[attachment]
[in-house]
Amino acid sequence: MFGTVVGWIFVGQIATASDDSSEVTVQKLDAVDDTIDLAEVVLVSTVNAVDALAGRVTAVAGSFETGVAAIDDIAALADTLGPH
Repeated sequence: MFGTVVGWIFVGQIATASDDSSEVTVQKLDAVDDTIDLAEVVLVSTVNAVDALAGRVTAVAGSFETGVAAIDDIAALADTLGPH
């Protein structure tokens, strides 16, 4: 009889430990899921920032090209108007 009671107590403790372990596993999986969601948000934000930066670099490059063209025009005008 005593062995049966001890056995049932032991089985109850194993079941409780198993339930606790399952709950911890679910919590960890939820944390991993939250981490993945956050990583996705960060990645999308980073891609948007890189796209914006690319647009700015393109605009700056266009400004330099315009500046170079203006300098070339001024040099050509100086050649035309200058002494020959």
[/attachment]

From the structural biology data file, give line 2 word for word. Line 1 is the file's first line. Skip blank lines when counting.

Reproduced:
Amino acid sequence: MFGTVVGWIFVGQIATASDDSSEVTVQKLDAVDDTIDLAEVVLVSTVNAVDALAGRVTAVAGSFETGVAAIDDIAALADTLGPH